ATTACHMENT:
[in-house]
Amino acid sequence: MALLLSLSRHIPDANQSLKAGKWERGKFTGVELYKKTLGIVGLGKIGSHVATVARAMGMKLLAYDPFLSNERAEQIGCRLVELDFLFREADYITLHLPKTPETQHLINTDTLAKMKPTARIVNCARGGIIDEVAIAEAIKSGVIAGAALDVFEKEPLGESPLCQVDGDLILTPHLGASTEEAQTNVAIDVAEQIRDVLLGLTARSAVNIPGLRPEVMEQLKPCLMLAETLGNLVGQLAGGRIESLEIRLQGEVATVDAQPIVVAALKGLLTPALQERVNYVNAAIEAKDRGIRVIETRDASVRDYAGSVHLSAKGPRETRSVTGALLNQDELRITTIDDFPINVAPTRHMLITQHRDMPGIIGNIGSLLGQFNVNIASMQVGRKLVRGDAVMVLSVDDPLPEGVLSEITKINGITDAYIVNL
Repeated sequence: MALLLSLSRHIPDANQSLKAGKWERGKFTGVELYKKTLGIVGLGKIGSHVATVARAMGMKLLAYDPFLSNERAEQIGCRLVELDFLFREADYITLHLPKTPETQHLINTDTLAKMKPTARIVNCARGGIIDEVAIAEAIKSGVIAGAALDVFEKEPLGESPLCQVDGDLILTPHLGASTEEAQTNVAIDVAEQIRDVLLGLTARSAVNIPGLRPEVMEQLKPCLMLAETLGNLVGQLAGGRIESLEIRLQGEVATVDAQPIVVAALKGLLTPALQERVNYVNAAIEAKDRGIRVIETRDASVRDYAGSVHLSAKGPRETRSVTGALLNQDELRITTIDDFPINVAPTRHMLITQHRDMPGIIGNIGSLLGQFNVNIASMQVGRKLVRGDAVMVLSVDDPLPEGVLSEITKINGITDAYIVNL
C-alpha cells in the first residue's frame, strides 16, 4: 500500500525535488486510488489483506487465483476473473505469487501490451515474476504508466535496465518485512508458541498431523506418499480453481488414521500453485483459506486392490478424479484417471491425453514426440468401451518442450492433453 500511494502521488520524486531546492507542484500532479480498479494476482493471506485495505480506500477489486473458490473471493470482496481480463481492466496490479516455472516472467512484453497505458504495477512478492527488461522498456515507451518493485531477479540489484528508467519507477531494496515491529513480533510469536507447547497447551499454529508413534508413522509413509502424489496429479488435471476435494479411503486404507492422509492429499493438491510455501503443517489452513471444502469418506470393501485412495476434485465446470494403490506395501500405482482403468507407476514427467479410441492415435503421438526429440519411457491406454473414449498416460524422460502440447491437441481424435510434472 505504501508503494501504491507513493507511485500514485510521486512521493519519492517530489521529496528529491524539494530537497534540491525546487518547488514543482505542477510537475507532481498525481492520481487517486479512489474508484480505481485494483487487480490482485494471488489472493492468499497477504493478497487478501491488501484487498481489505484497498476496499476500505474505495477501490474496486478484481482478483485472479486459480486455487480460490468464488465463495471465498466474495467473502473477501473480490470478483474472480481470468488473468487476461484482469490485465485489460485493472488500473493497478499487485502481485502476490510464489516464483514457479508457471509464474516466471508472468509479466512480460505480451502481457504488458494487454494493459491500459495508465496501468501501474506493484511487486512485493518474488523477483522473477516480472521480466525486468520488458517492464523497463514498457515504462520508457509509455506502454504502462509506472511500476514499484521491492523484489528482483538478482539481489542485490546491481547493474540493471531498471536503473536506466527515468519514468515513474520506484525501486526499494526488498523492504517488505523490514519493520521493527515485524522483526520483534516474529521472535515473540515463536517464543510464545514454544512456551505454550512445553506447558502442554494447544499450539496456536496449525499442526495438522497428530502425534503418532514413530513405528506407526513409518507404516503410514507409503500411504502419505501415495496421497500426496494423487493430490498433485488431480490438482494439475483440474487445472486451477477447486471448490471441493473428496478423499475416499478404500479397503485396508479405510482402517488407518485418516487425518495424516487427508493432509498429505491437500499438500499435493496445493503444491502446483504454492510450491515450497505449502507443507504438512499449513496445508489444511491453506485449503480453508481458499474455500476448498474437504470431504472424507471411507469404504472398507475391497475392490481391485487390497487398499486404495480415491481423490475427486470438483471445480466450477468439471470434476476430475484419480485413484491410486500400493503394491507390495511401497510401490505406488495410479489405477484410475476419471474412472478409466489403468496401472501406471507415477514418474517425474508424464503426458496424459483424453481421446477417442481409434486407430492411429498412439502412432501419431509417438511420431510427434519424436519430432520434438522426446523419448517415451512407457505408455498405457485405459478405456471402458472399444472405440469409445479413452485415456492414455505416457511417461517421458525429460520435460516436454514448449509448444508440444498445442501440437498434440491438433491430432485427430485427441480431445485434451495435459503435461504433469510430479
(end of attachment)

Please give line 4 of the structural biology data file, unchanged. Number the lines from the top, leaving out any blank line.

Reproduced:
C-alpha cells in the first residue's frame, strides 16, 4: 500500500525535488486510488489483506487465483476473473505469487501490451515474476504508466535496465518485512508458541498431523506418499480453481488414521500453485483459506486392490478424479484417471491425453514426440468401451518442450492433453 500511494502521488520524486531546492507542484500532479480498479494476482493471506485495505480506500477489486473458490473471493470482496481480463481492466496490479516455472516472467512484453497505458504495477512478492527488461522498456515507451518493485531477479540489484528508467519507477531494496515491529513480533510469536507447547497447551499454529508413534508413522509413509502424489496429479488435471476435494479411503486404507492422509492429499493438491510455501503443517489452513471444502469418506470393501485412495476434485465446470494403490506395501500405482482403468507407476514427467479410441492415435503421438526429440519411457491406454473414449498416460524422460502440447491437441481424435510434472 505504501508503494501504491507513493507511485500514485510521486512521493519519492517530489521529496528529491524539494530537497534540491525546487518547488514543482505542477510537475507532481498525481492520481487517486479512489474508484480505481485494483487487480490482485494471488489472493492468499497477504493478497487478501491488501484487498481489505484497498476496499476500505474505495477501490474496486478484481482478483485472479486459480486455487480460490468464488465463495471465498466474495467473502473477501473480490470478483474472480481470468488473468487476461484482469490485465485489460485493472488500473493497478499487485502481485502476490510464489516464483514457479508457471509464474516466471508472468509479466512480460505480451502481457504488458494487454494493459491500459495508465496501468501501474506493484511487486512485493518474488523477483522473477516480472521480466525486468520488458517492464523497463514498457515504462520508457509509455506502454504502462509506472511500476514499484521491492523484489528482483538478482539481489542485490546491481547493474540493471531498471536503473536506466527515468519514468515513474520506484525501486526499494526488498523492504517488505523490514519493520521493527515485524522483526520483534516474529521472535515473540515463536517464543510464545514454544512456551505454550512445553506447558502442554494447544499450539496456536496449525499442526495438522497428530502425534503418532514413530513405528506407526513409518507404516503410514507409503500411504502419505501415495496421497500426496494423487493430490498433485488431480490438482494439475483440474487445472486451477477447486471448490471441493473428496478423499475416499478404500479397503485396508479405510482402517488407518485418516487425518495424516487427508493432509498429505491437500499438500499435493496445493503444491502446483504454492510450491515450497505449502507443507504438512499449513496445508489444511491453506485449503480453508481458499474455500476448498474437504470431504472424507471411507469404504472398507475391497475392490481391485487390497487398499486404495480415491481423490475427486470438483471445480466450477468439471470434476476430475484419480485413484491410486500400493503394491507390495511401497510401490505406488495410479489405477484410475476419471474412472478409466489403468496401472501406471507415477514418474517425474508424464503426458496424459483424453481421446477417442481409434486407430492411429498412439502412432501419431509417438511420431510427434519424436519430432520434438522426446523419448517415451512407457505408455498405457485405459478405456471402458472399444472405440469409445479413452485415456492414455505416457511417461517421458525429460520435460516436454514448449509448444508440444498445442501440437498434440491438433491430432485427430485427441480431445485434451495435459503435461504433469510430479